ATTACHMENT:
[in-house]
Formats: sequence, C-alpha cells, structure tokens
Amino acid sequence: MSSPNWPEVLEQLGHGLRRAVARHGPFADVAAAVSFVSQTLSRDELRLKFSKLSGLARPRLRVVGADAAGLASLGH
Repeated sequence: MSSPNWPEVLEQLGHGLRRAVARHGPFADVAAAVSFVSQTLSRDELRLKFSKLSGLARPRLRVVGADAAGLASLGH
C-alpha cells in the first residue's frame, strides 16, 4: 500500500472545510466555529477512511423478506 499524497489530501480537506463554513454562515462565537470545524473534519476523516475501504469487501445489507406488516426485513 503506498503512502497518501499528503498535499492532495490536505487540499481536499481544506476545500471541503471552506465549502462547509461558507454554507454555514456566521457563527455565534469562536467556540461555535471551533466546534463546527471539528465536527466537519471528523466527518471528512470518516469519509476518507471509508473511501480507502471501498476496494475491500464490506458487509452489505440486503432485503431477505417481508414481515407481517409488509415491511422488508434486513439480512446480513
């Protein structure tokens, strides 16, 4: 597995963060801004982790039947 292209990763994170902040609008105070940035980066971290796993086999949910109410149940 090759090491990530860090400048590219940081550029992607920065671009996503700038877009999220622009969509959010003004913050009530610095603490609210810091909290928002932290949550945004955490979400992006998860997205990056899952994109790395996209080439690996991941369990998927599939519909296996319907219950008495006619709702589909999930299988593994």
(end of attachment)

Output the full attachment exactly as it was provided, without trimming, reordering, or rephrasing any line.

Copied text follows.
[in-house]
Formats: sequence, C-alpha cells, structure tokens
Amino acid sequence: MSSPNWPEVLEQLGHGLRRAVARHGPFADVAAAVSFVSQTLSRDELRLKFSKLSGLARPRLRVVGADAAGLASLGH
Repeated sequence: MSSPNWPEVLEQLGHGLRRAVARHGPFADVAAAVSFVSQTLSRDELRLKFSKLSGLARPRLRVVGADAAGLASLGH
C-alpha cells in the first residue's frame, strides 16, 4: 500500500472545510466555529477512511423478506 499524497489530501480537506463554513454562515462565537470545524473534519476523516475501504469487501445489507406488516426485513 503506498503512502497518501499528503498535499492532495490536505487540499481536499481544506476545500471541503471552506465549502462547509461558507454554507454555514456566521457563527455565534469562536467556540461555535471551533466546534463546527471539528465536527466537519471528523466527518471528512470518516469519509476518507471509508473511501480507502471501498476496494475491500464490506458487509452489505440486503432485503431477505417481508414481515407481517409488509415491511422488508434486513439480512446480513
């Protein structure tokens, strides 16, 4: 597995963060801004982790039947 292209990763994170902040609008105070940035980066971290796993086999949910109410149940 090759090491990530860090400048590219940081550029992607920065671009996503700038877009999220622009969509959010003004913050009530610095603490609210810091909290928002932290949550945004955490979400992006998860997205990056899952994109790395996209080439690996991941369990998927599939519909296996319907219950008495006619709702589909999930299988593994």